“I think we did a very effective job of training the Iraqi military recruits that were brought to us,” Casey told me last year, reflecting on U.S. efforts during his two and a half years in command. The trouble, he said, was with the Iraqis. “The political situation in Iraq through 2007 and even to this day is such that the leadership of the Iraqi government and the military never could instill the loyalty of the troops in the government.”
At the time, however, American generals emphasized progress over problems. After Petraeus finished his own stint heading the training effort, he was effusive in his praise. “The bottom line up front that I’d like to leave with you today is that there has been enormous progress with the Iraqi security forces over the course of the past 16 months in the face of a brutal insurgency,” he boasted in October 2005, adding that “considerable work” still lay ahead. “Iraqi security force readiness has continued to grow with each passing week. You can take a percentage off every metric that’s out there, whatever you want — training, equipping, infrastructure reconstruction, units in the fight, schools, academies reestablished — you name it — and what has been accomplished… would still be remarkable.” (Messages seeking an interview sent to Petraeus at Kohlberg, Kravis, Roberts & Co., the investment firm where he serves as chairman of the KKR Global Institute, were not answered.)
In November 2005, President Bush voiced the same sentiments. “As the Iraqi security forces stand up, their confidence is growing,” he told midshipmen at the Naval Academy. “And they’re taking on tougher and more important missions on their own.” By the following February, General Peter Pace, chairman of the Joint Chiefs of Staff, was similarly lauding that military, claiming “the progress that they’ve made over this last year has been enormous.”
The next month, Lieutenant General Martin Dempsey, who succeeded Petraeus as commander of the Multinational Security Transition Command-Iraq (MNSTC-I) and later served as chairman of the Joint Chiefs, chimed in with glowing praise: “What we’re seeing now is progress on a three-year investment in Iraq’s security forces. It’s been a big investment, and it’s yielding big progress.”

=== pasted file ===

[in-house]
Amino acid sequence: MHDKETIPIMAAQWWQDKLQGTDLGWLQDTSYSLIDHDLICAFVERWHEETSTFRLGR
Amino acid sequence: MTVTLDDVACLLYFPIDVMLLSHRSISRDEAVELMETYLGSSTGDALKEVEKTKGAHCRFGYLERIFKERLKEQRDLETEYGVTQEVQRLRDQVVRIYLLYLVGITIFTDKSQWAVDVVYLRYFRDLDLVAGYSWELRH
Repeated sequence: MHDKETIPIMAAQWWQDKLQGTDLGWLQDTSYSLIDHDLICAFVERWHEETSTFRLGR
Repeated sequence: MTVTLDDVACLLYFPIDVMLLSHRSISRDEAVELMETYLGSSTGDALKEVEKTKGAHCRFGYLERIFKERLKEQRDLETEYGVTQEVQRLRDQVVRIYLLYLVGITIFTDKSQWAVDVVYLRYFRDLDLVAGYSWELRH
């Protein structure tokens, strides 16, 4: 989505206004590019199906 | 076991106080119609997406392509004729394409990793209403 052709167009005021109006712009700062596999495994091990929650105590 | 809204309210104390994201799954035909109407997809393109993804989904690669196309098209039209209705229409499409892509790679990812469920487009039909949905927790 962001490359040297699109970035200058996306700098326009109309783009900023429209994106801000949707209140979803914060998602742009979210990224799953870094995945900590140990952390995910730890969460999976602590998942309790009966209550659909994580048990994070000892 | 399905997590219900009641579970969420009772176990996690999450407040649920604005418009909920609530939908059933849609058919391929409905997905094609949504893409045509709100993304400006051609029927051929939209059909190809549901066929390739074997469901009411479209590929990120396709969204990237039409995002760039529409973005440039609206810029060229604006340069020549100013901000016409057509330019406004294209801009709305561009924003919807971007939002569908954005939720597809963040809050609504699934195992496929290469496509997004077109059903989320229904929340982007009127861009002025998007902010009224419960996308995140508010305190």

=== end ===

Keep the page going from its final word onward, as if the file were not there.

I asked retired Army Colonel Andrew Bacevich, a professor of history and international relations emeritus at Boston University’s Pardee School of Global Studies, how so many American officials could have seen so much progress from a force that would later collapse so rapidly and spectacularly. “I think there’s a psychological need to see progress and, of course, it’s helpful to parrot the party line. I do think that, psychologically, you need to be able to persuade yourself that your hard-earned efforts — this time spent away from home in lousy conditions — actually produced something positive.”
Kalev Sepp, who traveled all over Iraq talking to the commanders of more than 30 U.S. units while conducting a seminal counterinsurgency study known simply as the “COIN Survey,” told me that when he asked about the progress of the Iraqi units they were working with, U.S. officers invariably linked it to their own tour of duty. “Almost every commander said exactly the same thing. If the commander had six months left in his tour, the Iraqis would be combat-capable in six months. If the commander had four months left, then the Iraqis would be ready in four months. Was a commander going to say ‘I won’t accomplish my mission. I’m not going to be done on time’? All the other units were saying their Iraqis were going to be fully trained. Who was going to be the one commander who said ‘I don’t think my Iraqi unit is really ready’?”